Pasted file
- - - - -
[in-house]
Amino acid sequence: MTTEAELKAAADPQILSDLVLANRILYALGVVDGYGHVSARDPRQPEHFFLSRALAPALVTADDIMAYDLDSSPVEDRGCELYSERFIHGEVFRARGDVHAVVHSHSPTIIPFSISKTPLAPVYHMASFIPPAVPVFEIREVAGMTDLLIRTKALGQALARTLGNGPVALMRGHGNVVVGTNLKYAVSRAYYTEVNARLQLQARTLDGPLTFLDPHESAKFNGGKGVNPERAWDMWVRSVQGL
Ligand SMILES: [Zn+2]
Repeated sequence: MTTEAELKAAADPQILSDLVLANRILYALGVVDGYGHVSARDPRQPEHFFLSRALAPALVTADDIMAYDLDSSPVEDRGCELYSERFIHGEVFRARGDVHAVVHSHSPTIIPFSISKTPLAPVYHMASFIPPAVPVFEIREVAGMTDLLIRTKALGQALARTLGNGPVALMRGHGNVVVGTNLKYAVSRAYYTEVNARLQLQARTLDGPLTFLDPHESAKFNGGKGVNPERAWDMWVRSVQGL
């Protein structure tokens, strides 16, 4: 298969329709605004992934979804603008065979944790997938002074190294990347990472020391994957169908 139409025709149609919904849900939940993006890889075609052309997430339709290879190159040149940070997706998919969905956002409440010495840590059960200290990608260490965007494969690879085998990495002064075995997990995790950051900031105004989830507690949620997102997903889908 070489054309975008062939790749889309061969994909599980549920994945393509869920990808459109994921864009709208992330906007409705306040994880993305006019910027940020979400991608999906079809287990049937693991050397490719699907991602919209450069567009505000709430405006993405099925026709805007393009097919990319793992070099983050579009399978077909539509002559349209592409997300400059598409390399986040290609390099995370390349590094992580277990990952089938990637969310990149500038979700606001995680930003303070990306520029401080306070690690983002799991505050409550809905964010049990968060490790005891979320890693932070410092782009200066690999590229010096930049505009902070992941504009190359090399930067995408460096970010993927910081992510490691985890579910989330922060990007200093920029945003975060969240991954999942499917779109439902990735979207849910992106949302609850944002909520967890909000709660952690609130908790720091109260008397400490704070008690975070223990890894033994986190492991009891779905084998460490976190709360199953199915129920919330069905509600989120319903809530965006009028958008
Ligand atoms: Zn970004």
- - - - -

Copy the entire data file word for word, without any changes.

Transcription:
[in-house]
Amino acid sequence: MTTEAELKAAADPQILSDLVLANRILYALGVVDGYGHVSARDPRQPEHFFLSRALAPALVTADDIMAYDLDSSPVEDRGCELYSERFIHGEVFRARGDVHAVVHSHSPTIIPFSISKTPLAPVYHMASFIPPAVPVFEIREVAGMTDLLIRTKALGQALARTLGNGPVALMRGHGNVVVGTNLKYAVSRAYYTEVNARLQLQARTLDGPLTFLDPHESAKFNGGKGVNPERAWDMWVRSVQGL
Ligand SMILES: [Zn+2]
Repeated sequence: MTTEAELKAAADPQILSDLVLANRILYALGVVDGYGHVSARDPRQPEHFFLSRALAPALVTADDIMAYDLDSSPVEDRGCELYSERFIHGEVFRARGDVHAVVHSHSPTIIPFSISKTPLAPVYHMASFIPPAVPVFEIREVAGMTDLLIRTKALGQALARTLGNGPVALMRGHGNVVVGTNLKYAVSRAYYTEVNARLQLQARTLDGPLTFLDPHESAKFNGGKGVNPERAWDMWVRSVQGL
């Protein structure tokens, strides 16, 4: 298969329709605004992934979804603008065979944790997938002074190294990347990472020391994957169908 139409025709149609919904849900939940993006890889075609052309997430339709290879190159040149940070997706998919969905956002409440010495840590059960200290990608260490965007494969690879085998990495002064075995997990995790950051900031105004989830507690949620997102997903889908 070489054309975008062939790749889309061969994909599980549920994945393509869920990808459109994921864009709208992330906007409705306040994880993305006019910027940020979400991608999906079809287990049937693991050397490719699907991602919209450069567009505000709430405006993405099925026709805007393009097919990319793992070099983050579009399978077909539509002559349209592409997300400059598409390399986040290609390099995370390349590094992580277990990952089938990637969310990149500038979700606001995680930003303070990306520029401080306070690690983002799991505050409550809905964010049990968060490790005891979320890693932070410092782009200066690999590229010096930049505009902070992941504009190359090399930067995408460096970010993927910081992510490691985890579910989330922060990007200093920029945003975060969240991954999942499917779109439902990735979207849910992106949302609850944002909520967890909000709660952690609130908790720091109260008397400490704070008690975070223990890894033994986190492991009891779905084998460490976190709360199953199915129920919330069905509600989120319903809530965006009028958008
Ligand atoms: Zn970004």